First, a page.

The Biden-Moon Summit: Rejuvenating and Modernizing the Alliance

South Korean president Moon Jae-in is set to visit Washington this week for a summit with U.S. president Joe Biden on May 21. These critical questions preview what the two leaders are likely to discuss as well as the pressing issues in the U.S.-South Korea relationship.

Q1: What is the setting for this summit?

A1: This is the 10th meeting between President Moon and a U.S. president, and the first with President Biden. President Moon is the second foreign head of state to visit the Biden White House, following Japanese prime minister Yoshihide Suga, a reflection of the priority placed by the Biden administration on rejuvenating U.S. alliances in Asia. The administration did well to clear the underbrush in the alliance of nettlesome issues so that the two leaders could start afresh. Prominent among these was the conclusion of the 11th Special Measures Agreement signed in April, which commits the two allies to a cost-sharing plan for U.S. Forces Korea and requires no renegotiation for six years. This issue remained unresolved for the duration of the Donald Trump presidency and was the source of both distraction and bad blood between the two sides. The two leaders will likely reaffirm the strength of the alliance and undertake measures to enhance defense and extended deterrence, including possible improvements to South Korea’s strike capabilities.

Q2: What about policy toward North Korea?

A2: The Biden administration at the end of April completed its long-awaited policy review that included significant consultations with South Korea. Ahead of the summit, administration officials state that they are comfortable with the degree of alignment between Seoul and Washington, deflecting views that the engagement-oriented Moon and more cautious Biden are far apart on how to approach North Korea. While details of the review have not been made public, the administration has made clear: (1) the goal remains denuclearization of the Korean Peninsula (North Korea); (2) the likelihood of a “grand bargain” is small; and (3) there is a commitment to diplomacy (i.e., not strategic patience) with a desire to negotiate incremental steps that make meaningful progress toward reducing the threat. The fact that Seoul has not raised expectations in advance of the summit of some breathtaking proposals suggests a collective realization that Pyongyang is not cycling into a dialogue mode just yet. Indeed, North Korea might await the results of the summit before engaging in typical provocations, such as missile tests, to raise the price for their return to the negotiating table.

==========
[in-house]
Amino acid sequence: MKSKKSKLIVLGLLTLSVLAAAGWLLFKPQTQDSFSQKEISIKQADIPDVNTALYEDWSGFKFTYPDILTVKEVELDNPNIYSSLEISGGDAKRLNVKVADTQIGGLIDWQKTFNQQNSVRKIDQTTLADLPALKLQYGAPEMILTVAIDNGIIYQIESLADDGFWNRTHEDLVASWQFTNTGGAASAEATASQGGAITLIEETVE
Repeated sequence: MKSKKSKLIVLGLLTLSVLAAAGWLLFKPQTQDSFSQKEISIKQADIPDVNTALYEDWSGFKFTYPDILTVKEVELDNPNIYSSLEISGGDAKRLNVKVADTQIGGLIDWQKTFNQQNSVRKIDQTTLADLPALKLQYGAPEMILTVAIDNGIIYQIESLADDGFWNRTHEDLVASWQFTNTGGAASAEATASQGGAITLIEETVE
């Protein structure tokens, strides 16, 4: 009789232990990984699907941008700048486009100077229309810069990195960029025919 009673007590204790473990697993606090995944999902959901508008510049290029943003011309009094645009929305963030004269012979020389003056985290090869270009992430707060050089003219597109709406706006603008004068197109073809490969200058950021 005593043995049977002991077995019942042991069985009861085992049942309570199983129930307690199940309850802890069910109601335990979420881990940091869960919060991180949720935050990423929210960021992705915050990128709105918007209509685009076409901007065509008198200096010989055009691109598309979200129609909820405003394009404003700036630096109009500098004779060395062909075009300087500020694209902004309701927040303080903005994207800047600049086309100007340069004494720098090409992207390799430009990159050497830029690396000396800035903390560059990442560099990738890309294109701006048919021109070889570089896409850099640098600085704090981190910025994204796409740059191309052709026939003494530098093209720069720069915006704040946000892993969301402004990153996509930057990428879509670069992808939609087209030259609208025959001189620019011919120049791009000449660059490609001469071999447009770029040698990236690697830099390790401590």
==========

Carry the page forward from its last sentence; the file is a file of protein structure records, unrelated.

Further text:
Q3: Why is the Moon government focusing on Covid-19 diplomacy at this summit?

A3: The Moon government has significantly raised expectations of U.S. help on Covid-19 vaccines and will use this issue as a barometer for the success of the summit. This is a bit of a gamble as South Korea does not meet the traditional metrics for access to surplus supplies of U.S. vaccines. It is not poor; it is not without an adequate, assured supply (having secured upwards of 99 million total doses); nor does it have runaway virus spread in the country like, for example, India. Nevertheless, South Korea is pushing hard for some vaccine support from the United States in the second quarter of 2021 because its own supplies will not be secured until the third or fourth quarter of this year, which may be late for the government’s promise to reach herd immunity (70 percent) by November. Currently, only 1 percent of the population is fully vaccinated.